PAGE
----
# Homework Help: Proving roots using mean value theorem

1. Mar 21, 2006

### Jeff Ford

Prove $$x^4 + 4x + c = 0$$ has at most two real roots

My thinking is that to prove this I would assume that it has three real roots and look for a contradiction.

So I set $$f(x) = x^4 + 4x + c$$ and assume three real roots $$x_1, x_2, x_3$$ such that $$f(x_1) = f(x_2) = f(x_3) = 0$$

By MVT I know that there must exist $$c_1$$ on the interval $$(x_1, x_2)$$ such that $$f'(c_1) = 0$$ and $$c_2$$ on the interval $$(x_2, x_3)$$ such that $$f'(c_2) = 0$$ and $$c_3$$ on the interval $$(x_1, x_3)$$ such that $$f'(c_3) = 0$$

Now I'm a little confused. Do I try to find three values of c that will satisfy $$f'(x) = 4x^3 + 4 = 0$$? Only the value x = -1 would make this true, so is that my contradiction? That MVT predicts three values and only one exists?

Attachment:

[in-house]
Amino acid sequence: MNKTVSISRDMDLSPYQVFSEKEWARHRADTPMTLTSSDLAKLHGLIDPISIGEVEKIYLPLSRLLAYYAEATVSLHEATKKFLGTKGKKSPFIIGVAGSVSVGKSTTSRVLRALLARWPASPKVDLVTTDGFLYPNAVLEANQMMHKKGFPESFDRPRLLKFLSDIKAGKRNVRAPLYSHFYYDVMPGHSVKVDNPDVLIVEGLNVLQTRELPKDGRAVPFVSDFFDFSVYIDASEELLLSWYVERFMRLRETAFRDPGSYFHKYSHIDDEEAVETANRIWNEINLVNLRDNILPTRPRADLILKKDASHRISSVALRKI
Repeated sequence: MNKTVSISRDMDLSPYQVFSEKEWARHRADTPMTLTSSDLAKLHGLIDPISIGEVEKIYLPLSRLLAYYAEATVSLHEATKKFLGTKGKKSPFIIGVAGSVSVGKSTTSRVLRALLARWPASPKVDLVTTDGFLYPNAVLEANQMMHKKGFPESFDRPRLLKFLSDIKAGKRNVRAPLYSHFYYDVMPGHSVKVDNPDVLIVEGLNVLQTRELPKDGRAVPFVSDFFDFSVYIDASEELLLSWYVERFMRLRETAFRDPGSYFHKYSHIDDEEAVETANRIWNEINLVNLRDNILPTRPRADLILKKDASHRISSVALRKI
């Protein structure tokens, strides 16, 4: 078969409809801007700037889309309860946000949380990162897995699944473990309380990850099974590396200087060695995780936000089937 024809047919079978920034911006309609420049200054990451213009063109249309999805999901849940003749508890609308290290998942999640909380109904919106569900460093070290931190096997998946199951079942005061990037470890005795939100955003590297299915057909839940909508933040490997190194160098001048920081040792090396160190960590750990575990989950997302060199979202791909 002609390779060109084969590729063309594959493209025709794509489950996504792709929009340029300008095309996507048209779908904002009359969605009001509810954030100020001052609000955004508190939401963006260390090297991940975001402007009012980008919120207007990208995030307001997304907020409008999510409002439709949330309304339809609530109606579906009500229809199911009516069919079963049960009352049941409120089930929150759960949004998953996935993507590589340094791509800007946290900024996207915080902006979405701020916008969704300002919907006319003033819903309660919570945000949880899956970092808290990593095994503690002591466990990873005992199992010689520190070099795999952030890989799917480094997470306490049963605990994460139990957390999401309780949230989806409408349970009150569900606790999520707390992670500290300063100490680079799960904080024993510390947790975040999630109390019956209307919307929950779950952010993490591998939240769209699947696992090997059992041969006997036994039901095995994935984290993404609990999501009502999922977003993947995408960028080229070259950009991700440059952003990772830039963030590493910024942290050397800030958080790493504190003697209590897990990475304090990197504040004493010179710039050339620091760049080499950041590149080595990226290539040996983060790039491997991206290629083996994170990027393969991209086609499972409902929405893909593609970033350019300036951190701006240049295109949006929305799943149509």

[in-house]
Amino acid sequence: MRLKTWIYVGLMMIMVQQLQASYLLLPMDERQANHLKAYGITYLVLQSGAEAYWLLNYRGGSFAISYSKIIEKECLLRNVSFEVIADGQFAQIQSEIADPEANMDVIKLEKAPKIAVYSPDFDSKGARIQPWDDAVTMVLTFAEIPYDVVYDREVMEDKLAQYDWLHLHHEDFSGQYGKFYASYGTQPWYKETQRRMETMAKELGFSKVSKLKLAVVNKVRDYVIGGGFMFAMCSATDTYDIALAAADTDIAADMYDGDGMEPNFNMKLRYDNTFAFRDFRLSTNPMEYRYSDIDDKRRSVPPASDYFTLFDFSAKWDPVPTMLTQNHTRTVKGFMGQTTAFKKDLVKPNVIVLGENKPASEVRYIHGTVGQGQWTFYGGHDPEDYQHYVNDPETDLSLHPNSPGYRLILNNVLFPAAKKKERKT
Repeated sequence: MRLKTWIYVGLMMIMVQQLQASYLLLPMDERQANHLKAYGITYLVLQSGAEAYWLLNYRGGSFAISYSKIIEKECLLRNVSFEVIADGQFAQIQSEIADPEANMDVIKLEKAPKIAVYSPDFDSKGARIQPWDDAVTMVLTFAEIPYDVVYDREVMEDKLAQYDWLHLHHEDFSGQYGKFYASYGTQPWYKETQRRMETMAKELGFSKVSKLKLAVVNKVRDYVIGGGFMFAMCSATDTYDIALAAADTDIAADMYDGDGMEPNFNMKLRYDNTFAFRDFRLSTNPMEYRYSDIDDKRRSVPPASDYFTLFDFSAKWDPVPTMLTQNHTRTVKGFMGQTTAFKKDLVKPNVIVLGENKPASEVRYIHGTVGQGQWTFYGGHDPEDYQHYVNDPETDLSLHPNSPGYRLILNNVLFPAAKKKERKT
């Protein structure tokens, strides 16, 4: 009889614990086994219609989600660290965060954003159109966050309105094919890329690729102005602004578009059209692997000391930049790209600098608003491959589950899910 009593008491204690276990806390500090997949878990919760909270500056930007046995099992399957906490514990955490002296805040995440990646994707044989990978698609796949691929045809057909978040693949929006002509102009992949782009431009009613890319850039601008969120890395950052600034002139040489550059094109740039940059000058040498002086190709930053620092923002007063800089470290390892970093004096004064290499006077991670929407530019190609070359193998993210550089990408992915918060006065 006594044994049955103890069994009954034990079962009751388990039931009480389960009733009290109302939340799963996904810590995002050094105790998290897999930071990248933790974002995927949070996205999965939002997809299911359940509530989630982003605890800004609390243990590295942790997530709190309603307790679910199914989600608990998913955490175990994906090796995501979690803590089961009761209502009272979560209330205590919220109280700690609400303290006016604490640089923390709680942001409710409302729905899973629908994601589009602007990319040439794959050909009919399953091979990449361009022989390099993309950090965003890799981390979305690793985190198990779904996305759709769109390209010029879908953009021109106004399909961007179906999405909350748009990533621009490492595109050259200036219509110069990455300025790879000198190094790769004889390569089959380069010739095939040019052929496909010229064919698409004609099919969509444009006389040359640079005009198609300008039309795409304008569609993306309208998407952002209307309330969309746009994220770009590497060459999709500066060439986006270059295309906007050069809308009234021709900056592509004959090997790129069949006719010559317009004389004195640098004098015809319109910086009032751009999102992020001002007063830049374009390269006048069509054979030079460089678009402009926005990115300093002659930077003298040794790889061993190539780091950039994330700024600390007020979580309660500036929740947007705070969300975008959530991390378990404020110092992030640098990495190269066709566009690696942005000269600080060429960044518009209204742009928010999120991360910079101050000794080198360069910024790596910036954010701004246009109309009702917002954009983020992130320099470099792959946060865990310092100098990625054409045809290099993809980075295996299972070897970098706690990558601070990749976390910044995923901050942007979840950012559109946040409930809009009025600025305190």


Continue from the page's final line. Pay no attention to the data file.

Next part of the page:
Thanks
Jeff

Last edited: Mar 21, 2006
2. Mar 21, 2006

### arildno

Hint:
How many STATIONARY points does the function have?

3. Mar 21, 2006

### Jeff Ford

Only one, at (-1, 5+c). Since the derivative is negative to the left of that point and positive to the right, it must be a minimum of the function.

Last edited: Mar 21, 2006
4. Mar 21, 2006

### Galileo

I assume you orden x1 < x2 < x3. It could be the case that f'(c3) equals f'(c1) or f'(c2), so according to the MVT you'll get at least 2 points where f' is zero. You've shown there's only one, so the assumption of three distinct roots is false. Not sure why you want to find particular values of c to make f' zero. The value of c is irrelevant to the problem.

5. Mar 21, 2006

### Jeff Ford

Thanks for the clarification